4. Unschooling - and you're figuring out what that is. :)
To my local homeschooling friends in MO and IL, I'd highly recommend getting a copy of their book, "First Things First". It goes over all the above as well as record keeping, transcripts, homeschooling support groups in MO, and so much more! You can get it on CD at the link for $5 or in book form for $10.
After that session was over, I started out in the Notebooking session. This would appeal greatly to CM homeschoolers but I think Rose would especially love to do this so I ran in to get the basics. But I got a good idea of where she was going pretty quickly and looked through her kids notebooks that she brought with her. I stepped out about halfway through and ran downstairs to the other session I wanted to see that hour. [That's the only problem with these things - I want to see every session and can only pick one an hour!] I stepped into Diana Waring's History Via the Scenic Route. WOW. Can that woman TALK! She's so fast that you're afraid to laugh at her jokes because by the time you stop to breathe, she's 10 sentences past you. Filled with more energy than I could ever EVER imagine, she sped us through some major history and did it so well that hers was the only booth I actually bought something from that day. Can you imagine? Me, who detested history, bought a history CD...for ME. LOL Not for my kids but for me ('course I'll be nice and share if they ask)!! (My title joke is hers, I must admit)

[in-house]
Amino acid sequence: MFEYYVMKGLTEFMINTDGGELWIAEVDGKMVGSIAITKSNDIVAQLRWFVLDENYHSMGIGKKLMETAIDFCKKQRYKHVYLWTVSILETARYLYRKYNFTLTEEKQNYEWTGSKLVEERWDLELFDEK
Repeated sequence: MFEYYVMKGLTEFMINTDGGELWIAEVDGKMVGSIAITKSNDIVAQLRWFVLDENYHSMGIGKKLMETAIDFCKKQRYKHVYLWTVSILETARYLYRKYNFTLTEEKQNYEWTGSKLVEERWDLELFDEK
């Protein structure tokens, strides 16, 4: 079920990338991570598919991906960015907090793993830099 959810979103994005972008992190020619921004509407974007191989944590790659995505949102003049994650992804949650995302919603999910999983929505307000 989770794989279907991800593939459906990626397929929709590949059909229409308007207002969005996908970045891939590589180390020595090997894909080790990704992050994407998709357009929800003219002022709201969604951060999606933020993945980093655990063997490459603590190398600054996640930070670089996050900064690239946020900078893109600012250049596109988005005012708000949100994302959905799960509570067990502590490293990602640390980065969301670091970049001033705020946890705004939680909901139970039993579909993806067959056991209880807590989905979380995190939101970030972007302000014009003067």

She talked about anchoring history on itself. Why does the year 1776 stick out in your mind? Did it ever occur to you that Mozart was creating music abroad that year too? History was taught to me in groups of events instead of chronologically; I think I would have preferred the latter.
She talked about things you can do to make history come alive for your kids...Take the Roman Empire for example. Read The Robe (living book), Caesars Gaelic War, build a roman arched bridge, map and study the size and changes of the Roman Empire according to ruler, make anise cookies. Anise is an herb that smells like licorice. Roman rulers used anise to scent their linens. So, stick a licorice stick in your child's pillowcase and let them think about being a powerful Roman. You can also make Joseph and Mary puppets going to Bethlehem. Yes, Joseph and Mary.
Luke 2:1 In those days Caesar Augustus issued a decree that a census should be taken of the entire Roman world.This was the reason that Joseph and Mary went to Bethlehem and the reason that Jesus was born there. Remember the whole Marc Antony/Cleopatra/Julius Caesar story?? Caesar Augustus was adopted by and named after his great uncle, Julius Caesar. When you connect the dots, it makes more sense and now it has a REASON to be remembered rather than dates you memorize for a week until you're tested on it.
I really loved Diana's presentation and am looking forward to listening to her whole series of history audio books.
Expo, part 2 next time. :)